Footballers run over 10km during a game and most are back training the next day. Want to get football fit? Just follow these guidelines.
1. BUILD STRENGTH WITH HIGH IMPACT
A game lasts 90 minutes, but you’re not running at one pace for the whole game. You need to be able to sprint 5 or 10 yards, then 20 seconds later do another.
Try 20 to 40-minute intervals that mimic the game: 4 to 5 sets of 4-minute high-intensity blasts, with 2 or 3 minutes to recover. Also try two sets of running from the edge of one penalty box to the other with 15 second breaks in between.
2. GET STRONG GLUTES
When you think sprinting, you might think you need strong legs. But to be a good sprinter you need string glutes too.
The Single Leg Russian Deadlift (RDL)
Stand with both feet shoulder width apart, pull up the toes of your left leg, and keeping that leg straight, take your left leg back, bending at your hips, and reach your hands straight down to the floor. Keep your right leg straight with your knee soft until your left leg is parallel to the floor. Return your left leg to the floor. Repeat the movement with your right leg. Make sure you hinge at the hips. Do 8 reps each leg. Rest for 2 minutes and do 3 sets in total. You could try this with a football in your hands.
3. WHEN IN DOUBT, PLANK
You need a strong core to decelerate and accelerate effectively. One of the best ways to get a strong core is with a basic plank.
Lie face down on the mat. Place your forearms on the mat, elbows under shoulders. Place your legs together with your forefeet on the floor then raise your body upward by straightening your body in a straight line. Hold this position for 30 seconds, then rest and lower to the floor. Rest for a minute and do it 3 to 5 times. You’ll eventually be able to hold it for 60 seconds.
4. BALANCE FOR DEFENCE
Building strong balance is an important aspect of defense. Football coaches incorporate upper body and balance exercises so players can shield the ball or hold off the force of other players during a game. Try single-leg balancing.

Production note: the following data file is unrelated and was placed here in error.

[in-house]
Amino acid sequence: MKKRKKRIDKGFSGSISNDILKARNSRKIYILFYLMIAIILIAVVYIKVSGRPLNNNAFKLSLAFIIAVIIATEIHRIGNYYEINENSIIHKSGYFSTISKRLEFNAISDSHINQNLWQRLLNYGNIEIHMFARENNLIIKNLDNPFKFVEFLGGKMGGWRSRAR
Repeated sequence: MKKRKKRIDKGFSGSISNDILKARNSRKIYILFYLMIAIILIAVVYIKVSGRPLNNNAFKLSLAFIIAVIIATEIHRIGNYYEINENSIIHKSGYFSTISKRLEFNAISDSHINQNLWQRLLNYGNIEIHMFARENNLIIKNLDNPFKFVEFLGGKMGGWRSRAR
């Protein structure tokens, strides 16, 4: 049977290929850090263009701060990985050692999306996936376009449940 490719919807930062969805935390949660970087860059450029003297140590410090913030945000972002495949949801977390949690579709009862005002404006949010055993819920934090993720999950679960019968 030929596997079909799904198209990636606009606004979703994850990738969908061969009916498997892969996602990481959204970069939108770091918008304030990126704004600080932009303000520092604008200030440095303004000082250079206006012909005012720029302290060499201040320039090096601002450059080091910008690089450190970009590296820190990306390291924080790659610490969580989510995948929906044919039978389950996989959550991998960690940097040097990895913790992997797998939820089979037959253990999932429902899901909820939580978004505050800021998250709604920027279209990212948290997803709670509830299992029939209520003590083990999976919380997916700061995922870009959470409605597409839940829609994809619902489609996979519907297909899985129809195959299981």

Stand on your right leg with your left foot off the floor, pull a football with the sole of your left foot around your body without putting that foot down. When the ball is back to the start, switch legs. Do 6 to 8 reps on each leg. Complete 2 to 3 sets.
5. SPEEDWORK IMPROVES REACTIONS
Start with a different Speedwork cue every time. Try having someone stand behind you and sprint when they tap your back or wait until a ball is dropped or a whistle blown. You should be ready to react at any time.
To get truly game ready try this weekly football fitness plan:
Match Day. Play then relax.
Active recovery. Try cycling for 15-20 minutes at 60% of your maximum heart rate.
Extended Recovery: Light football workout, the focus is on making sure players are fully recovered 48 hours after the game, which is often when tiredness and delayed onset muscle soreness sets in.
AM: High-intensity football work. Try short games with small team sizes, or a man-to-man game where you have to stick with one opponent wherever he goes.
PM: Strength and power. Squats, deadlifts, bench presses and pull-ups.
AM: Moderate/high intensity football. Drills and 11-versus-11 tactical play.
PM: Power building and complex training. This is a mixture of strength and plyometric work designed to develop explosiveness. The focus is typically on low reps at high speed, such as power cleans and hurdle jumps.
Rest day/Day off.
Low-intensity football work with speed training, eg short shuttle runs. Tactical build up before the big match.
Nutrition. Eat healthily and try recovery drinks like protein shakes and smoothies.
If you’re more into rugby and want to get ‘rugby fit’ then check out this rugby article.